Ten years after his conviction, a legal technicality sets a murderous rapist free, with predictably disastrous results.
Everyone who matters knows that Roland Curtlee raped at least three Guatemalan servants in his wealthy parents’ employ and killed one of them. The moment a San Francisco judge sets him free on the grounds that the buttons with photos of Dolores Sandoval that supporters of the victim wore to the courthouse were unreasonably prejudicial, the violence resumes. Felicia Nuñez, another domestic who testified against him, is strangled and her apartment set ablaze. Even though her corpse is naked except for her shoes—a signature preference of Ro’s—there’s no physical evidence linking him to the crime scene. Nor is there any hard evidence when psychiatrist Janice Durbin, the wife of the jury foreman who argued for Ro’s conviction, is found dead under remarkably similar circumstances. Since rookie D.A. Wes Farrell, who’d been convinced that it would amount to special pleading to encourage a local judge to deny Ro’s bail application, appears helpless, homicide chief Abe Glitsky takes it on himself to put pressure on Ro, a tactic that only gives Ro’s father, newspaper publisher Cliff Curtlee, new ammunition against what his pet columnist Sheila Marrenas calls the police state Glitsky represents. Aided by Eztli, the Curtlee super-butler, Ro meanwhile continues his reign of terror, killing an investigator who’s tailing him, slashing the paintings of Janice’s distraught husband Michael, poisoning Farrell’s dog and setting his sights on the one remaining rape victim who testified in his original trial.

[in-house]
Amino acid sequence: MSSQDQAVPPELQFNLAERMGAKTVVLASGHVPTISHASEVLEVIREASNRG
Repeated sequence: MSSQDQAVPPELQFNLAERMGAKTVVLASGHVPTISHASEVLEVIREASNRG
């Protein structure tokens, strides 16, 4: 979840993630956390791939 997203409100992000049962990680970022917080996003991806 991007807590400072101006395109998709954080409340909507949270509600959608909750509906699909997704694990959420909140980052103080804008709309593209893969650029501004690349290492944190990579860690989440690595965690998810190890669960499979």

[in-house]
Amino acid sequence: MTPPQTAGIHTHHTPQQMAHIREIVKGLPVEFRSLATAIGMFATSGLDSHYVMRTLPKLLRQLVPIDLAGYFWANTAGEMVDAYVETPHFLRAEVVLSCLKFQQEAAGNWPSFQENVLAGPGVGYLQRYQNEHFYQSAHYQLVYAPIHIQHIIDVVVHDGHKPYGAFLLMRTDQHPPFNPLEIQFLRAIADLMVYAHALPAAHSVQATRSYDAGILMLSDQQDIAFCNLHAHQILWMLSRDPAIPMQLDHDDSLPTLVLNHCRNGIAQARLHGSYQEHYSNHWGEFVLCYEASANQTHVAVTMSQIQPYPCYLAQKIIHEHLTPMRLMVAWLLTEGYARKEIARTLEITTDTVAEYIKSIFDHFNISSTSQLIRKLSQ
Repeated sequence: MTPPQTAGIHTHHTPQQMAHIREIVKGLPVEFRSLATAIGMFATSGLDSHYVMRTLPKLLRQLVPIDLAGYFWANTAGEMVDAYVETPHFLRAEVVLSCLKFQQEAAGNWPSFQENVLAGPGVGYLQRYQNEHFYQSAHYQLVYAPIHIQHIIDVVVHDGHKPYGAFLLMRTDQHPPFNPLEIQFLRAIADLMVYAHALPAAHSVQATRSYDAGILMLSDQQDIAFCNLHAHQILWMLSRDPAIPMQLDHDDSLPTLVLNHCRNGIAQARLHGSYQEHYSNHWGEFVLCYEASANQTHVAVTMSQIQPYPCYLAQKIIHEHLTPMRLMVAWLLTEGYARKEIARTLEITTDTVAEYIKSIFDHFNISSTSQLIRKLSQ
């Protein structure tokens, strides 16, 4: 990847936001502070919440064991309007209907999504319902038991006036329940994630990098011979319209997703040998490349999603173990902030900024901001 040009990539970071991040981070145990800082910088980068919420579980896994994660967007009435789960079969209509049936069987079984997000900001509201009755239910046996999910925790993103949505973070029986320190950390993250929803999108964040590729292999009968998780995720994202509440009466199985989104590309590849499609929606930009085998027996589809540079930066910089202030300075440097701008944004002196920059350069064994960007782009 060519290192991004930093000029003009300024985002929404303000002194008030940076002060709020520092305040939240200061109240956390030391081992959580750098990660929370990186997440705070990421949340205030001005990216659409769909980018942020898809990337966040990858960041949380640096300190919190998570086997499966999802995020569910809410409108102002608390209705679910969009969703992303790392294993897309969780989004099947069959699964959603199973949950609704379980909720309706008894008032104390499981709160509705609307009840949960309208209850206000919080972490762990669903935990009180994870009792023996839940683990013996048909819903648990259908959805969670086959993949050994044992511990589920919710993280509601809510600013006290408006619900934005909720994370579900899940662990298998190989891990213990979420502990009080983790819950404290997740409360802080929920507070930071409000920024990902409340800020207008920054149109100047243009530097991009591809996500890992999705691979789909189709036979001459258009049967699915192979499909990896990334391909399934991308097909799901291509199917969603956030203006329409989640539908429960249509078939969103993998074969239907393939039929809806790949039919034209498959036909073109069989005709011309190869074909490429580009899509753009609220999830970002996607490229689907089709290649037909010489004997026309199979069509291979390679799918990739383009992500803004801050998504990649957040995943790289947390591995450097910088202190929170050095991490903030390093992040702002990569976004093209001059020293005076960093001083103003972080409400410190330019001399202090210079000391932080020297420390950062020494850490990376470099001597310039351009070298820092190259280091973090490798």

Lescroart’s habitual fondness for hot-button–issue thrillers (Treasure Hunt, 2010, etc.) sets an irresistible hook. But although the plot is a barn-burner, it never offers any special insight on how or whether to keep convicted criminals from going free. Not that enraptured readers will notice.